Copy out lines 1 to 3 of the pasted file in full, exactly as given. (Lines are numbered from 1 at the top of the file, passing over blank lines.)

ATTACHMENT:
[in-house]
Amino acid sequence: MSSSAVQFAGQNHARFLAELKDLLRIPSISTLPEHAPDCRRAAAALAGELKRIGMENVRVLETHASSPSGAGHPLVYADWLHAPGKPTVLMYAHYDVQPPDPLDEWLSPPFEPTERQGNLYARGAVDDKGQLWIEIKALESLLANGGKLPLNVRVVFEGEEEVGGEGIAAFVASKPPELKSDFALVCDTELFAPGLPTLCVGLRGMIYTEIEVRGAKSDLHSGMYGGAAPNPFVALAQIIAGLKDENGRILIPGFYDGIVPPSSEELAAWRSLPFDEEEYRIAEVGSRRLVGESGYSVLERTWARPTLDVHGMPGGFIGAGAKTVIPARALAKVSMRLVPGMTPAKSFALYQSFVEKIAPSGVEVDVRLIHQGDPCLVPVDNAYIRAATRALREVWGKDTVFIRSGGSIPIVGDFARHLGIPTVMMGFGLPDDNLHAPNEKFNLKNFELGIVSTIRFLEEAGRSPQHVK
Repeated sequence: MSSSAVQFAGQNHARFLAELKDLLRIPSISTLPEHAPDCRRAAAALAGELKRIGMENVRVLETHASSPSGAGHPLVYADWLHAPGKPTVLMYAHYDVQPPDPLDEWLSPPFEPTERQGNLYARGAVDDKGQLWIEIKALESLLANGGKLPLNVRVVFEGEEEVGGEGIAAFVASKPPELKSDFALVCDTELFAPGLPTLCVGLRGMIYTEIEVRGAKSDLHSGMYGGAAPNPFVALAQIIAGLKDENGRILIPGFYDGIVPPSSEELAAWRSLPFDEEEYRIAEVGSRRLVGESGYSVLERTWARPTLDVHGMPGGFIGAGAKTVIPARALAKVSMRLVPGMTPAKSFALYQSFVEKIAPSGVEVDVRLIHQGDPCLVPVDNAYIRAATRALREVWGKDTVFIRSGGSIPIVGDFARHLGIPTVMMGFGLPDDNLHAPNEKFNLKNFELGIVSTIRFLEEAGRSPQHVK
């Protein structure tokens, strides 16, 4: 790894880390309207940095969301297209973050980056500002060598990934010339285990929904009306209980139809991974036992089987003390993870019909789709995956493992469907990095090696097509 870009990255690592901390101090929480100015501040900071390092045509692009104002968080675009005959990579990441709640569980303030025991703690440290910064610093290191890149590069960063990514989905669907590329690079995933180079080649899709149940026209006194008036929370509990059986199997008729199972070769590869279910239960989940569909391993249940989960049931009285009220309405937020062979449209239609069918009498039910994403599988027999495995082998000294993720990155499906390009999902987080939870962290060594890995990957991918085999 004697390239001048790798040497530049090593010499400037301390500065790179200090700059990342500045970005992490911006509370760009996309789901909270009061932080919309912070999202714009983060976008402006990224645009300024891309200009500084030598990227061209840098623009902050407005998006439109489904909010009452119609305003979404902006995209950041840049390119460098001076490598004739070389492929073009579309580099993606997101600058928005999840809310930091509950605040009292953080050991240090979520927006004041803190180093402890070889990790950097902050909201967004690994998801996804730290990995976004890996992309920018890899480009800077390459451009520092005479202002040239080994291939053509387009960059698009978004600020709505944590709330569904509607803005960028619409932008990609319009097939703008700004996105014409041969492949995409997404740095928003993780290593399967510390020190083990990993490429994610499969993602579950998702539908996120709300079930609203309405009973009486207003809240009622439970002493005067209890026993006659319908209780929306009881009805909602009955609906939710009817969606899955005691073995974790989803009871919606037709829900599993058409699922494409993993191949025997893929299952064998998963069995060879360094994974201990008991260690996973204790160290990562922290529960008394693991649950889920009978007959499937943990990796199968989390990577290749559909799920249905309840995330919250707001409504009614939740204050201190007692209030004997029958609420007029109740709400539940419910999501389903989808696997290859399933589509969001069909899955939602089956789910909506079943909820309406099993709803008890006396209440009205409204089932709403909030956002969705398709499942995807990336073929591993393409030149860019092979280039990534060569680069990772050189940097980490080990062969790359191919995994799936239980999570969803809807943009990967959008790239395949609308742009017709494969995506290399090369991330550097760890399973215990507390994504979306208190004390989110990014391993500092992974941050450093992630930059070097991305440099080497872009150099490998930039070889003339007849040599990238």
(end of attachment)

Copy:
[in-house]
Amino acid sequence: MSSSAVQFAGQNHARFLAELKDLLRIPSISTLPEHAPDCRRAAAALAGELKRIGMENVRVLETHASSPSGAGHPLVYADWLHAPGKPTVLMYAHYDVQPPDPLDEWLSPPFEPTERQGNLYARGAVDDKGQLWIEIKALESLLANGGKLPLNVRVVFEGEEEVGGEGIAAFVASKPPELKSDFALVCDTELFAPGLPTLCVGLRGMIYTEIEVRGAKSDLHSGMYGGAAPNPFVALAQIIAGLKDENGRILIPGFYDGIVPPSSEELAAWRSLPFDEEEYRIAEVGSRRLVGESGYSVLERTWARPTLDVHGMPGGFIGAGAKTVIPARALAKVSMRLVPGMTPAKSFALYQSFVEKIAPSGVEVDVRLIHQGDPCLVPVDNAYIRAATRALREVWGKDTVFIRSGGSIPIVGDFARHLGIPTVMMGFGLPDDNLHAPNEKFNLKNFELGIVSTIRFLEEAGRSPQHVK
Repeated sequence: MSSSAVQFAGQNHARFLAELKDLLRIPSISTLPEHAPDCRRAAAALAGELKRIGMENVRVLETHASSPSGAGHPLVYADWLHAPGKPTVLMYAHYDVQPPDPLDEWLSPPFEPTERQGNLYARGAVDDKGQLWIEIKALESLLANGGKLPLNVRVVFEGEEEVGGEGIAAFVASKPPELKSDFALVCDTELFAPGLPTLCVGLRGMIYTEIEVRGAKSDLHSGMYGGAAPNPFVALAQIIAGLKDENGRILIPGFYDGIVPPSSEELAAWRSLPFDEEEYRIAEVGSRRLVGESGYSVLERTWARPTLDVHGMPGGFIGAGAKTVIPARALAKVSMRLVPGMTPAKSFALYQSFVEKIAPSGVEVDVRLIHQGDPCLVPVDNAYIRAATRALREVWGKDTVFIRSGGSIPIVGDFARHLGIPTVMMGFGLPDDNLHAPNEKFNLKNFELGIVSTIRFLEEAGRSPQHVK